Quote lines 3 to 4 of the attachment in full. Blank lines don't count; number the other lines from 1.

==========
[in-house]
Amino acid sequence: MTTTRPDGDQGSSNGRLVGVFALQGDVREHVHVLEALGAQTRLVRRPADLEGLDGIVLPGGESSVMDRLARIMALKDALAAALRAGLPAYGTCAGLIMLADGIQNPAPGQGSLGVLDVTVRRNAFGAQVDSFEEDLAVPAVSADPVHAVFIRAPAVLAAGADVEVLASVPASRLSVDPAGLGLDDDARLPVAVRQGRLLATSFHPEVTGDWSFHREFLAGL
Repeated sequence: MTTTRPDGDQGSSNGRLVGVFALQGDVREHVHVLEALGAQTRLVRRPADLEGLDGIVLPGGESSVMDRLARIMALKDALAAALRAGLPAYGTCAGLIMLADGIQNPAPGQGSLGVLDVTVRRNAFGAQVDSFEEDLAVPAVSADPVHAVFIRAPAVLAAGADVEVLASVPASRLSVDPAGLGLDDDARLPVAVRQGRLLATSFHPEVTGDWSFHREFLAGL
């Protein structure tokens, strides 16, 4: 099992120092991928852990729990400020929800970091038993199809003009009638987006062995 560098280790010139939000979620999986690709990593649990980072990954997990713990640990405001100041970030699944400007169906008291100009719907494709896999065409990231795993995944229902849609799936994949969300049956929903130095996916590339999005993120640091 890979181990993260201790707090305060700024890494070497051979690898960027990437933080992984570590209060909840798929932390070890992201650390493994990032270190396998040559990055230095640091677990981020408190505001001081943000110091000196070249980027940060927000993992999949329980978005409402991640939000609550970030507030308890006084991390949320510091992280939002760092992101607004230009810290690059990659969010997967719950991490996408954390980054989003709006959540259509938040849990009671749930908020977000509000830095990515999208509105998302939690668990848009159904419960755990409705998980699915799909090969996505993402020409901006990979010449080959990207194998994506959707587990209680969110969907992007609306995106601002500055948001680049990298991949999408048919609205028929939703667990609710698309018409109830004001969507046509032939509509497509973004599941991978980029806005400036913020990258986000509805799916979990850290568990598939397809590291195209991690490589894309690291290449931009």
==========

Repeated sequence: MTTTRPDGDQGSSNGRLVGVFALQGDVREHVHVLEALGAQTRLVRRPADLEGLDGIVLPGGESSVMDRLARIMALKDALAAALRAGLPAYGTCAGLIMLADGIQNPAPGQGSLGVLDVTVRRNAFGAQVDSFEEDLAVPAVSADPVHAVFIRAPAVLAAGADVEVLASVPASRLSVDPAGLGLDDDARLPVAVRQGRLLATSFHPEVTGDWSFHREFLAGL
């Protein structure tokens, strides 16, 4: 099992120092991928852990729990400020929800970091038993199809003009009638987006062995 560098280790010139939000979620999986690709990593649990980072990954997990713990640990405001100041970030699944400007169906008291100009719907494709896999065409990231795993995944229902849609799936994949969300049956929903130095996916590339999005993120640091 890979181990993260201790707090305060700024890494070497051979690898960027990437933080992984570590209060909840798929932390070890992201650390493994990032270190396998040559990055230095640091677990981020408190505001001081943000110091000196070249980027940060927000993992999949329980978005409402991640939000609550970030507030308890006084991390949320510091992280939002760092992101607004230009810290690059990659969010997967719950991490996408954390980054989003709006959540259509938040849990009671749930908020977000509000830095990515999208509105998302939690668990848009159904419960755990409705998980699915799909090969996505993402020409901006990979010449080959990207194998994506959707587990209680969110969907992007609306995106601002500055948001680049990298991949999408048919609205028929939703667990609710698309018409109830004001969507046509032939509509497509973004599941991978980029806005400036913020990258986000509805799916979990850290568990598939397809590291195209991690490589894309690291290449931009």